I'm concerned about our Picea glauca var. albertiana 'Conica' that we keep on the balcony in a pot. We bought it sometime in spring this year and had it in the pot shown below for some time now. Throughout summer it looked good and grew several layers of new needles, however since the end of summer we've noticed that more and more brown needles occur at the outer layer rather than on the inside.

I found an answer that describes a similar sympton in which the user states

Overwatering results in root death. Then, with roots unable to move water, the top shows the same symptoms as drought.

While from probing the soil with my finger I didn't get the impression that there is excessive moisture on the bottom, it might just be that it's already too much for this tree. As we've kept it near the edge of our balcony, I have the suspicion that it got too much rain water that wasn't able to drain quick enough in this arrangement.

Is root death the correct diagnosis here or are there other causes I should look into?

Can this spruce be saved? If so, how should we intervene?

enter image description here

  • My bad, I have edited my question - the german wikipedia article of the plant lists it as Picea glauca var. albertiana 'Conica'.
    – deemel
    Oct 20, 2019 at 12:57
  • No problem deemel - the whole point of comments is to sort out any issues with the question. You are more likely to get a good answer now we know the exact species of tree! (Sorry, I'm not much of a conifer guru so I'm not going to try to answer it myself).
    – alephzero
    Oct 20, 2019 at 18:15

1 Answer 1


The University of Saskatchewan has a useful article on why conifer tips can turn brown. The cause can be the condition of the roots; in this case the pot is not very large and it should be possible to tip the plant on its side and pull the tree from the pot to examine the root ball. If the roots have extended right to the edge of the pot then there will be little room for expansion and there is no buffer against extremes of temperature and water availability. If there are roots at the surface of the ball these roots should be healthy and light in colour. If you can consider a larger pot then this would give the tree more room to grow, otherwise you could consider treating it as a bonsai and remove some root and replace with fresh soil.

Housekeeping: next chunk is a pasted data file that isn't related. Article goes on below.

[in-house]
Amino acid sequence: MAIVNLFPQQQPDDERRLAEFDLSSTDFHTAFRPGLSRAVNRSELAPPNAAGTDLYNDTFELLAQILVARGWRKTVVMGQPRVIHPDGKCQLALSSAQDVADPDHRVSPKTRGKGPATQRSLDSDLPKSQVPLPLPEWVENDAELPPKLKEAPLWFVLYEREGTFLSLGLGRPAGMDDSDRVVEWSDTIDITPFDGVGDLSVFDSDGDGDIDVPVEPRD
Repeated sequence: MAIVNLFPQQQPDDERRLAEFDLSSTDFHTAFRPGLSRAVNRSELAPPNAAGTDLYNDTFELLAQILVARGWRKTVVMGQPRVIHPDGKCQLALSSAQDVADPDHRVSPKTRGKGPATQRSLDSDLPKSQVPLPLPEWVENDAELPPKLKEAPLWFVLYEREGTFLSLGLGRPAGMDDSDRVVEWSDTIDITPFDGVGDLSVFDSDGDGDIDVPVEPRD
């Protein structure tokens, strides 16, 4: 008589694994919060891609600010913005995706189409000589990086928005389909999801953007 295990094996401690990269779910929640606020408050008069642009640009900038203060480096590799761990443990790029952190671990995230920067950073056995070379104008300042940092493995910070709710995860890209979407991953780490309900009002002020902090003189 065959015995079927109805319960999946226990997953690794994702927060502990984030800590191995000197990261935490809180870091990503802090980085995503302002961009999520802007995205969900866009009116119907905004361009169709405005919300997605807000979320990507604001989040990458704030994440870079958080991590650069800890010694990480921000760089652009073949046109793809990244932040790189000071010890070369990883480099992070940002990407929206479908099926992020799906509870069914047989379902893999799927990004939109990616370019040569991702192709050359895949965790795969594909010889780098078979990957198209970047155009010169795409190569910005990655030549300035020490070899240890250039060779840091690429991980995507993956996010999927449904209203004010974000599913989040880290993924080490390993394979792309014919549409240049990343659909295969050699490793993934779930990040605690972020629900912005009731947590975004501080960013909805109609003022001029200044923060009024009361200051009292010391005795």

Unfortunately potted plants are vulnerable to odd events such as being "watered" by some random cup of coffee or glass of wine which can have a dramatic effect on a single plant among many.

Your Answer

By clicking “Post Your Answer”, you agree to our terms of service and acknowledge you have read our privacy policy.

Not the answer you're looking for? Browse other questions tagged or ask your own question.